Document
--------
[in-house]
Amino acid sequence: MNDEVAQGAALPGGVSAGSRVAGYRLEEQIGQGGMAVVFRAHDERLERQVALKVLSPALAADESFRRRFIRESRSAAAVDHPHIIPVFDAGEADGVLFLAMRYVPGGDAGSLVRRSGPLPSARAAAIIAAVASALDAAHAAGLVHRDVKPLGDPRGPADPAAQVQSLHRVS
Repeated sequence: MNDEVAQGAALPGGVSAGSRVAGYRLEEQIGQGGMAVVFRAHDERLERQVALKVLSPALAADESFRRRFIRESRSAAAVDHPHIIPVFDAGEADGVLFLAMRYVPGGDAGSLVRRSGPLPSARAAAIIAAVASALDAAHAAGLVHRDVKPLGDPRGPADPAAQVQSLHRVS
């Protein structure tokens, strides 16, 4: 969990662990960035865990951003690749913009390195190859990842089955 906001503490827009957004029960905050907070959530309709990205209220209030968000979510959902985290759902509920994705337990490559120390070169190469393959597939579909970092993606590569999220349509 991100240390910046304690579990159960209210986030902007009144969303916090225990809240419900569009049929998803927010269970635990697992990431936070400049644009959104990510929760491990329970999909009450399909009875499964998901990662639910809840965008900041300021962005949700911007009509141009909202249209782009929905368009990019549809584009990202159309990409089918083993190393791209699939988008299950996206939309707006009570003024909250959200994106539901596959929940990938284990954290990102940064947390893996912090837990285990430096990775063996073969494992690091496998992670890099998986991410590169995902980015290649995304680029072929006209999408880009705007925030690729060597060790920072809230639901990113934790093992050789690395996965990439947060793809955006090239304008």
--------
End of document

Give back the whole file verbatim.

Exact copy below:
[in-house]
Amino acid sequence: MNDEVAQGAALPGGVSAGSRVAGYRLEEQIGQGGMAVVFRAHDERLERQVALKVLSPALAADESFRRRFIRESRSAAAVDHPHIIPVFDAGEADGVLFLAMRYVPGGDAGSLVRRSGPLPSARAAAIIAAVASALDAAHAAGLVHRDVKPLGDPRGPADPAAQVQSLHRVS
Repeated sequence: MNDEVAQGAALPGGVSAGSRVAGYRLEEQIGQGGMAVVFRAHDERLERQVALKVLSPALAADESFRRRFIRESRSAAAVDHPHIIPVFDAGEADGVLFLAMRYVPGGDAGSLVRRSGPLPSARAAAIIAAVASALDAAHAAGLVHRDVKPLGDPRGPADPAAQVQSLHRVS
């Protein structure tokens, strides 16, 4: 969990662990960035865990951003690749913009390195190859990842089955 906001503490827009957004029960905050907070959530309709990205209220209030968000979510959902985290759902509920994705337990490559120390070169190469393959597939579909970092993606590569999220349509 991100240390910046304690579990159960209210986030902007009144969303916090225990809240419900569009049929998803927010269970635990697992990431936070400049644009959104990510929760491990329970999909009450399909009875499964998901990662639910809840965008900041300021962005949700911007009509141009909202249209782009929905368009990019549809584009990202159309990409089918083993190393791209699939988008299950996206939309707006009570003024909250959200994106539901596959929940990938284990954290990102940064947390893996912090837990285990430096990775063996073969494992690091496998992670890099998986991410590169995902980015290649995304680029072929006209999408880009705007925030690729060597060790920072809230639901990113934790093992050789690395996965990439947060793809955006090239304008």